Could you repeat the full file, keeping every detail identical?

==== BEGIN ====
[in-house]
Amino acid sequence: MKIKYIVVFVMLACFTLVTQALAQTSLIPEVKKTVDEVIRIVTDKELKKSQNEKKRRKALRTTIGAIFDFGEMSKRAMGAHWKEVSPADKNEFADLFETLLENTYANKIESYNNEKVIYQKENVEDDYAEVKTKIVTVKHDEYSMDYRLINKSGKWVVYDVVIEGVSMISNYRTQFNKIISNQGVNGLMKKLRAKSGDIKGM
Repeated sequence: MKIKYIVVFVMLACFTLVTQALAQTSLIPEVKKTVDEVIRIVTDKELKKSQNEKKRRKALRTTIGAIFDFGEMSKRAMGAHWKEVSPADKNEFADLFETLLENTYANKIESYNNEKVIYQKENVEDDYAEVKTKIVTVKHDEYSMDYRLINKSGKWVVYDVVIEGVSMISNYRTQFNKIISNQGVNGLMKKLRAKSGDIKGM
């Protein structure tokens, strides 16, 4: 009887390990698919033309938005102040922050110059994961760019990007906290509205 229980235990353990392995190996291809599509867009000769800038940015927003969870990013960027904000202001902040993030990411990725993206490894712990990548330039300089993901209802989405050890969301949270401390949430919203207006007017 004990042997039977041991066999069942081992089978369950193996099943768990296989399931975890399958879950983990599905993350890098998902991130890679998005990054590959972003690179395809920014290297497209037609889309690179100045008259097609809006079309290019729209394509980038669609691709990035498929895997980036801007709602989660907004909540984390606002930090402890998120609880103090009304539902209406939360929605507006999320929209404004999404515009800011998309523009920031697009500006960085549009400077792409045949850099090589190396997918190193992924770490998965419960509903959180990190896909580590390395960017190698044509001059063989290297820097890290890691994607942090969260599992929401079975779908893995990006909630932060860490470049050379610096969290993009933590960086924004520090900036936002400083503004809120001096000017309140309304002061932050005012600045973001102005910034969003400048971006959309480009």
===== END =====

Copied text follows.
[in-house]
Amino acid sequence: MKIKYIVVFVMLACFTLVTQALAQTSLIPEVKKTVDEVIRIVTDKELKKSQNEKKRRKALRTTIGAIFDFGEMSKRAMGAHWKEVSPADKNEFADLFETLLENTYANKIESYNNEKVIYQKENVEDDYAEVKTKIVTVKHDEYSMDYRLINKSGKWVVYDVVIEGVSMISNYRTQFNKIISNQGVNGLMKKLRAKSGDIKGM
Repeated sequence: MKIKYIVVFVMLACFTLVTQALAQTSLIPEVKKTVDEVIRIVTDKELKKSQNEKKRRKALRTTIGAIFDFGEMSKRAMGAHWKEVSPADKNEFADLFETLLENTYANKIESYNNEKVIYQKENVEDDYAEVKTKIVTVKHDEYSMDYRLINKSGKWVVYDVVIEGVSMISNYRTQFNKIISNQGVNGLMKKLRAKSGDIKGM
């Protein structure tokens, strides 16, 4: 009887390990698919033309938005102040922050110059994961760019990007906290509205 229980235990353990392995190996291809599509867009000769800038940015927003969870990013960027904000202001902040993030990411990725993206490894712990990548330039300089993901209802989405050890969301949270401390949430919203207006007017 004990042997039977041991066999069942081992089978369950193996099943768990296989399931975890399958879950983990599905993350890098998902991130890679998005990054590959972003690179395809920014290297497209037609889309690179100045008259097609809006079309290019729209394509980038669609691709990035498929895997980036801007709602989660907004909540984390606002930090402890998120609880103090009304539902209406939360929605507006999320929209404004999404515009800011998309523009920031697009500006960085549009400077792409045949850099090589190396997918190193992924770490998965419960509903959180990190896909580590390395960017190698044509001059063989290297820097890290890691994607942090969260599992929401079975779908893995990006909630932060860490470049050379610096969290993009933590960086924004520090900036936002400083503004809120001096000017309140309304002061932050005012600045973001102005910034969003400048971006959309480009």